COMMON MISCONCEPTIONS ABOUT REFUGEES

In our modern era of clickbait headlines and 280 character debate, refugees, like so many other marginalized communities, often suffer from negative stereotyping and popular misconceptions. As part of our commitment to promoting more understanding, truth-based discussions and helping reshape the narrative around refugee populations, it is essential to unpack the facts from the fiction.

NaTakallam’s displaced tutors, teachers, and translators come from diverse personal and professional backgrounds – each with unique skills and experiences surely misconstrued by simplistic generalizations.

This World Refugee Month, NaTakallam hopes that employers and communities around the world will use this time to better understand the rich contribution refugees can offer their cities and places of work.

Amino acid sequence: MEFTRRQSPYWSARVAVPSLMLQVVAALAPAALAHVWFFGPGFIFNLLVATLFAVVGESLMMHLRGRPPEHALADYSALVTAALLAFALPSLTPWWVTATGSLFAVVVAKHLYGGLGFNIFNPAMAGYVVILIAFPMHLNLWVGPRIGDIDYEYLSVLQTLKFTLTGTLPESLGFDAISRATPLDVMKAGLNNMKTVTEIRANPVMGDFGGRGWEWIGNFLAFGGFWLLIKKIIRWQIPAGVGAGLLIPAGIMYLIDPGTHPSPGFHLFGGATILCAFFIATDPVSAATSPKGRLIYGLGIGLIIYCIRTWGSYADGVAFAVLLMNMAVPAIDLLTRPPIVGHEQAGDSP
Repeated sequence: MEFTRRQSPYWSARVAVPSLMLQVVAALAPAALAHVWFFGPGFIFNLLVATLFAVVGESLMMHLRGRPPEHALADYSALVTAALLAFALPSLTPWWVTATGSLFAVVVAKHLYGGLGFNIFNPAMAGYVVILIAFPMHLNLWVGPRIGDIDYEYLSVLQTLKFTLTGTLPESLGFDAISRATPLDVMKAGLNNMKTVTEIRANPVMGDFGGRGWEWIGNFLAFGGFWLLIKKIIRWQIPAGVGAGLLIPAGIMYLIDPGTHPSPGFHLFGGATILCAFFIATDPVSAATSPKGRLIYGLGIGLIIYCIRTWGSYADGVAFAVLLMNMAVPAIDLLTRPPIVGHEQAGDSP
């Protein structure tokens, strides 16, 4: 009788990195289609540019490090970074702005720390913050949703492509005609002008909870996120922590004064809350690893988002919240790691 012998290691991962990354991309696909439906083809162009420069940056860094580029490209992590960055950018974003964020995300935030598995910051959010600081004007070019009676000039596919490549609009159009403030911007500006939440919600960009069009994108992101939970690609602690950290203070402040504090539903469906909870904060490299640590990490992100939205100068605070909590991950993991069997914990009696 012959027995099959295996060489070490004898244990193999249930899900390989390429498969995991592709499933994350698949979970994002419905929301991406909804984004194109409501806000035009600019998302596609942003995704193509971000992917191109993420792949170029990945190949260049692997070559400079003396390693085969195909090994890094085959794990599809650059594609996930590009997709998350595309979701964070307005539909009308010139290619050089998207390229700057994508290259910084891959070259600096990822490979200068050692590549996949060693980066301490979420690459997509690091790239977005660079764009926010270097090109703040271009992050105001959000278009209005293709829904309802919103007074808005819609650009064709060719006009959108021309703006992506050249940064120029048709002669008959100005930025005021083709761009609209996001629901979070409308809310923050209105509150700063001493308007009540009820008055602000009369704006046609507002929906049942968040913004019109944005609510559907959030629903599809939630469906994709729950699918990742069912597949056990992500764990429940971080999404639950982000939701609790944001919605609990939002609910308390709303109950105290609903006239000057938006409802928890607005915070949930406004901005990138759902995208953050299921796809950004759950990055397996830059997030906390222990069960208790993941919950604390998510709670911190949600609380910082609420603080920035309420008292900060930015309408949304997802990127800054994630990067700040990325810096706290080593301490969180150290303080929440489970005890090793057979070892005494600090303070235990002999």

Myth 1: Most refugees restart their lives comfortably in new countries.

Fact: Less than 1% of refugees are resettled into new countries.

Resettlement is still a rare phenomenon, even though millions are eligible. If successful, it often takes years, and the journey of starting life anew in a foreign country can be extremely hard, especially in the face of new legal and educational systems, foreign languages and cultural norms.

NaTakallam works with many skilled refugees who are often stuck in limbo, cut off from the local labor market, in camps, or in other transit circumstances, where each session contributes directly to their livelihoods.

Sources: UNCHR and Roads to Refugee

Myth 2: Most refugees flee to the US, Europe and Australia.

Fact: Over 80% of displaced persons are in countries neighboring the conflict from which they fled.